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Re: Welcome to the list!

Hi Karsten!

2016-11-09 15:21 Karsten Merker:
On Wed, Nov 09, 2016 at 11:53:05AM +0100, Paul van der Vlis wrote:
Op 08-11-16 om 09:41 schreef Manuel A. Fernandez Montecelo:
> But specially, as something still under heavy development, there is
> the possibility of incompatible ABI changes that could render most of
> the work so far useless.  In fact, I heard of some worrying news in
> that front, but don't know more details yet.
> I will hope to have more time as the end of the year comes closer and
> review the situation.  At the moment I have ~600 source packages built
> (~2000 binary packages, I think) and mostly working so I've been
> building many of these packages natively, although with the caveats
> that changes in glibc and other basic libraries might render this
> useless.

Maybe they need to be build again, but I don't think the work will be

> Some key packages typically installed by debootstrap are still missing
> due to circular dependencies, or still cross-compiled but not compiled
> natively/cleanly.

Maybe you can tell a bit about the major problems in the toolchain, and
if somebody is allready working on it.

Regarding the "general" build toolchain:

Great summary, thanks!

- The RISC-V binutils codebase is in principle upstreamed since a
 few days:


 Nonetheless there are AFAIK still a number of points that need
 adjustments and may break compatibility with (some) existing
 binaries.  AFAIK one thing that is still being discussed is the
 correct format/value of certain ELF header data for RISC-V, but
 I am not familiar with the specifics of ELF, so I don't know
 any details.

If things come to the worst, presumably these changes could be applied
mechanically, patching existing binaries (changing some bits in the elf

Not sure yet how to do it, but it could be a better alternative than
recompiling things for months...

- RISC-V code for gcc is AFAIK largely in a state that would
 allow starting upstreaming, but that hasn't begun yet as the
 legal paperwork for the copyright assignment on the gcc code
 isn't yet ready, although this is expected to be cleared soon:

I would have thought that they tackled together all copyright assignment
at the same time, at least for GNU projects!

One of the bigger problems is that the variable type sizes and
function calling conventions (which parameters get passed in
which registers, which on the stack, in which order, etc.) that
are a part of the ABI aren't completely fixed yet.  There have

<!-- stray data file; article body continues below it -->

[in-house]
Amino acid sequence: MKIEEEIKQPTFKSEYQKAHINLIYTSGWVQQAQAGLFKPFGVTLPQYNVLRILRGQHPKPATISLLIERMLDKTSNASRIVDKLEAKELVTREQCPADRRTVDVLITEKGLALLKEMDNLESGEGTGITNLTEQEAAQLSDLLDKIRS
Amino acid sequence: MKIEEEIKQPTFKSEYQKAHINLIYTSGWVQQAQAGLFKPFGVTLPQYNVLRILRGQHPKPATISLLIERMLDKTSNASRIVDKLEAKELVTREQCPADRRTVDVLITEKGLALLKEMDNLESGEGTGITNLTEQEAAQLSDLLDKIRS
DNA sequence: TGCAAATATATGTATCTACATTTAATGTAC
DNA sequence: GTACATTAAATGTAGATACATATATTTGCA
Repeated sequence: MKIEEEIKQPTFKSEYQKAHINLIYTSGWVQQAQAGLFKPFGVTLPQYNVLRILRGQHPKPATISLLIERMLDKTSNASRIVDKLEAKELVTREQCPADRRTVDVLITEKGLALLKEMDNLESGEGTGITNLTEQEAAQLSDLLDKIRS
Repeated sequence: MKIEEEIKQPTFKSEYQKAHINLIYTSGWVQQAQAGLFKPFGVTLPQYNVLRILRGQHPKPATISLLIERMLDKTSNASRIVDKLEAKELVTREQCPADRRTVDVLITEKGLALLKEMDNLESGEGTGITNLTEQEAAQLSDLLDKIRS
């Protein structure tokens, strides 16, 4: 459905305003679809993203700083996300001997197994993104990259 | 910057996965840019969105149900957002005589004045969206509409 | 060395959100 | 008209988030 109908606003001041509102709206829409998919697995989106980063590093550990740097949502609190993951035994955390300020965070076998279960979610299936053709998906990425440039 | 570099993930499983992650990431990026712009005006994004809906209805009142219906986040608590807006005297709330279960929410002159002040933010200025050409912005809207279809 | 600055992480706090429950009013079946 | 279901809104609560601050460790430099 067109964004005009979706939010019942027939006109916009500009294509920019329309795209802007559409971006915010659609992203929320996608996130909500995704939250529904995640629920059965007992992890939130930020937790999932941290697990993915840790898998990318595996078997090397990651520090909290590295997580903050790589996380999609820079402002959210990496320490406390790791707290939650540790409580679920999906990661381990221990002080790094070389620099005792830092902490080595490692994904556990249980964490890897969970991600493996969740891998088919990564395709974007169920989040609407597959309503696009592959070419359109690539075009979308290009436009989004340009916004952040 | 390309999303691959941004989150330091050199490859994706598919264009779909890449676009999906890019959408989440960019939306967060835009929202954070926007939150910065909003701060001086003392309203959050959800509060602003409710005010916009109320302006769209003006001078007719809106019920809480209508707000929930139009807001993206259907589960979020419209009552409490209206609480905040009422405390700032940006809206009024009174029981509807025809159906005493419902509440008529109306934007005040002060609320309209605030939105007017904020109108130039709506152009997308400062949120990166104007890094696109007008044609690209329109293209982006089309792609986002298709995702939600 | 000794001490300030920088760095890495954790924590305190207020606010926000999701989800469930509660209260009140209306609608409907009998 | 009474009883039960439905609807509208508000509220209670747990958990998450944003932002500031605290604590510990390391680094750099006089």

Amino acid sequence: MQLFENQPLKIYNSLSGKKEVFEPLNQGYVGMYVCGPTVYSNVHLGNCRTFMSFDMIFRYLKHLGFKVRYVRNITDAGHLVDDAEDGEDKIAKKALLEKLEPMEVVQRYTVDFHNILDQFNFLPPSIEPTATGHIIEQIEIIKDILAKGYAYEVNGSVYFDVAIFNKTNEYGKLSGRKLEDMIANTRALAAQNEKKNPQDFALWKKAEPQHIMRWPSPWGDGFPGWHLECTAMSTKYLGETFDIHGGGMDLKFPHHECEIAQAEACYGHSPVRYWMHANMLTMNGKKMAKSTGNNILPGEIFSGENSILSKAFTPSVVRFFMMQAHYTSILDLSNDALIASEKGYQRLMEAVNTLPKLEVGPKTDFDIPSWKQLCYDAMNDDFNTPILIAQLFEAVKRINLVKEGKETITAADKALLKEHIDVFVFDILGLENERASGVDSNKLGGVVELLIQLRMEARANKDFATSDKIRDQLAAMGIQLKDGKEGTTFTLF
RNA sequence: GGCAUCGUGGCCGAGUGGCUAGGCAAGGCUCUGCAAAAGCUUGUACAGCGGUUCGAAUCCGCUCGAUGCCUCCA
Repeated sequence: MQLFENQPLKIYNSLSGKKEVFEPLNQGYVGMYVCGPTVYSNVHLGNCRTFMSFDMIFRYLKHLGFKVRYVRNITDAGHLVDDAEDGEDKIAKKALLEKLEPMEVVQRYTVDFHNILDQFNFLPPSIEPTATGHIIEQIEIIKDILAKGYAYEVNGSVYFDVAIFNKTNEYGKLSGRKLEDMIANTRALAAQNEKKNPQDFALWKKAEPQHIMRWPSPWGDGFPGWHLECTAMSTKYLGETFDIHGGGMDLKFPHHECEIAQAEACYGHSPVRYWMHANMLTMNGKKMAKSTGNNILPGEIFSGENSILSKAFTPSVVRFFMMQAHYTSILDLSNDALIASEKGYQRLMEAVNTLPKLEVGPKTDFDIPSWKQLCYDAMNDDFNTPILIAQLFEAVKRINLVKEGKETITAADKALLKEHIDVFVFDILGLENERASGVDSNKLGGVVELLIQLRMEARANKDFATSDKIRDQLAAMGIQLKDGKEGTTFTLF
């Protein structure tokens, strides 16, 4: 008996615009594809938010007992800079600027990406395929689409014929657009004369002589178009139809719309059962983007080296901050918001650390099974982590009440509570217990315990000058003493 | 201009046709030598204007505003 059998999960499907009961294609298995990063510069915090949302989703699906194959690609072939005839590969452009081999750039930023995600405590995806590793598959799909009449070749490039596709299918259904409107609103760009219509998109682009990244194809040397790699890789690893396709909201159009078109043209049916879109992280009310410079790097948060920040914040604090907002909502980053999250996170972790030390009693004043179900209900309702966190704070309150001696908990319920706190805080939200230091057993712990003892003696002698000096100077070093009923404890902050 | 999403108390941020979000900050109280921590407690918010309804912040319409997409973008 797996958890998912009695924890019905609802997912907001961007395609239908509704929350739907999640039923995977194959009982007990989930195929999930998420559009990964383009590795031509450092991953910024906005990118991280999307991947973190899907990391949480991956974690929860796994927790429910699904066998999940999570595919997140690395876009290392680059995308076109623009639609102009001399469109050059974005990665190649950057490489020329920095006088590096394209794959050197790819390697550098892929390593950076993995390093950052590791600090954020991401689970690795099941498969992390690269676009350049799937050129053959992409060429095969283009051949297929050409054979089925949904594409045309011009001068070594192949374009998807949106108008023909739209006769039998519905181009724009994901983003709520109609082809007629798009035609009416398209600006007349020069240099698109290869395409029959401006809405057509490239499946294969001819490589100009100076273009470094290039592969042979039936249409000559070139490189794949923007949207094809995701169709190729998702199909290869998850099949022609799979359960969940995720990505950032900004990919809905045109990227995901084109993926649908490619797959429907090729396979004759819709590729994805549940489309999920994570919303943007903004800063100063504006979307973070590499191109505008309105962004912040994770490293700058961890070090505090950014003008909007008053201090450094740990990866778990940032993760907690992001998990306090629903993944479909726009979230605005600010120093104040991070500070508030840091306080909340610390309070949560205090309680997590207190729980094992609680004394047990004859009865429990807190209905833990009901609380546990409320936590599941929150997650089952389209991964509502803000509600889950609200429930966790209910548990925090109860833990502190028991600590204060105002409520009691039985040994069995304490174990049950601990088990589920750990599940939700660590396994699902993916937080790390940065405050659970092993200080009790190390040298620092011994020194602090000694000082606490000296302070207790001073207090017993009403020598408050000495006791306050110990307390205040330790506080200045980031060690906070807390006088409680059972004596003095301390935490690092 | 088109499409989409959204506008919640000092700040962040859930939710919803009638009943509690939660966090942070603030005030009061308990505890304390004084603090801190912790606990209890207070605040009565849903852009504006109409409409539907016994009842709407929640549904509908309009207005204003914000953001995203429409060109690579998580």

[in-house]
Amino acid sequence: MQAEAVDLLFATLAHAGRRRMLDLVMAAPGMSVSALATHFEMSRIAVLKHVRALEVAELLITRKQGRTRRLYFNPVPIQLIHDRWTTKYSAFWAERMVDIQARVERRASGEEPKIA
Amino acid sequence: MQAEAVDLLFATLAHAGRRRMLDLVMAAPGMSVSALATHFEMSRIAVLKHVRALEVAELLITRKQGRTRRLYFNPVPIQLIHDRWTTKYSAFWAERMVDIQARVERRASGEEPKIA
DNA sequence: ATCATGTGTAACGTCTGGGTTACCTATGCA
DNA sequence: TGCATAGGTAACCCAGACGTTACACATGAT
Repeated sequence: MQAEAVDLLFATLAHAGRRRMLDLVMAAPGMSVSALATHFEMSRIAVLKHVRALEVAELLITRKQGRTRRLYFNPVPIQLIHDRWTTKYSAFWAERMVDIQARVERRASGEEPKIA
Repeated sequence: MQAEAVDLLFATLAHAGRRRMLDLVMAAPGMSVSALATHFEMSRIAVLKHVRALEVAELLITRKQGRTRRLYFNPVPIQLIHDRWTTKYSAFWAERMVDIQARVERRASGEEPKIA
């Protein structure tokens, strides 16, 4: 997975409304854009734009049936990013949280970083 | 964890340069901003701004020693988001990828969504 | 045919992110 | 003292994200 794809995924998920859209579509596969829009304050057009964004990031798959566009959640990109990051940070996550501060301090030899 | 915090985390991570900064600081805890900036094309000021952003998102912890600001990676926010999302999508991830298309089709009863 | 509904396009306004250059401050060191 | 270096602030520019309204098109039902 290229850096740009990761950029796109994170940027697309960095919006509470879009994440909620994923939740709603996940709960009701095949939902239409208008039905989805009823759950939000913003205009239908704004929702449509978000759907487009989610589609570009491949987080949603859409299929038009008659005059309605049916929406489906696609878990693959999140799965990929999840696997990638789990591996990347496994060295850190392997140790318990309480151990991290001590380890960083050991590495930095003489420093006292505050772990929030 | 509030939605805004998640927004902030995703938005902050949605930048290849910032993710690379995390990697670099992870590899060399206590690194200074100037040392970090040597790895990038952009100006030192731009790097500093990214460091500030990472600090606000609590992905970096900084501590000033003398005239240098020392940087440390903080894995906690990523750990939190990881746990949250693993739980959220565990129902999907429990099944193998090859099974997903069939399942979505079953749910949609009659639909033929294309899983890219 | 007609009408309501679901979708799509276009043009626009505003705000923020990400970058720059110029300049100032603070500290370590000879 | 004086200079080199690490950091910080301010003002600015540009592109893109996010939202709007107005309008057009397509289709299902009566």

been recent discussions about introducing some changes possibly
incompatible with older binaries to have calling conventions
which would allow future ISA extensions to be added without
having to break compatibility again, which is generally a good
thing although it might make the older Debian package builds
(partially or completely) unusable.

Ugh, if that happened/happens, that will hurt!

One example of an incompatible change is the size of a long
double, which has unfortunately been implemented as 8 bytes in
the older toolchain versions but is defined as 16 in the current
ISA spec (and IIRC in the meatime also in the current RISC-V gcc
git head).  Defining it as 8 bytes in older toolchain versions
was effectively a mistake as the RISC-V "Q" floting point unit
uses 16 bytes for long double in hardware, so it really doesn't
make sense to have gcc use only 8 bytes instead.

Hopefully this will only affect to some packages, not most and not the
most basic ones, I hope.

Another open issue concerns the final specification of the
dynamic linker names and paths for the various possible ABIs.
There has been quite a bit of discussion on the topic and Manuel
has proposed corresponding patches to the codebase.  Although
there is a rough consensus on how things should be handled,
things haven't been formally set in stone yet.

Yeah, I have that pending too since May or so :-/

I think that this can be hacked around with symlinks in the systems
before the change, at least.

Regarding the Debian-specific build issues (circular dependencies
etc.), probably Manuel can tell more.

I explained that in another e-mail, and if many/most/all packages are
affected it will be a hassle to redo that work :(

And about your setup. I've heard in a private mail you are using
risc-qemu for building. Other people could do the same. Maybe we could
publish a working qemu disk image and setup?

Qemu is another difficult topic. Qemu and the kernel depend on
the privileged ISA spec, which means that every change in the
privileged ISA spec requires that updates to qemu and to the
kernel are done in lockstep.

I think that the good news on that is that all userland packages are not
affected, one only has to care about qemu and the kernel be updated in
lockstep, as you say.

For Debian purposes the RISC-V qemu also has one big problem at
the moment: it doesn't have any kind of functional networking
support, so running a buildd in a qemu virtual machine doesn't
really work for now.  The RISC-V qemu has recently gained support
for userland emulation that can be used with the Linux
binfmt_misc functionality, but running a buildd using qemu
userland emulation can have its own issues when build systems use
kernel-related information during the build.

Yes, the biggest shortcoming of qemu is not having network, virtio or
even being able to mount more than one disk at once :-/

I suppose that the userland emulation can have subtle issues that cause
the same or similar problems as cross-compilation not working in some
cases.  I tried qemu-user with binfmt_misc a while ago but without much
success, qemu-system is slower but seems to work mostly fine :)

Manuel A. Fernandez Montecelo <manuel.montezelo@gmail.com>

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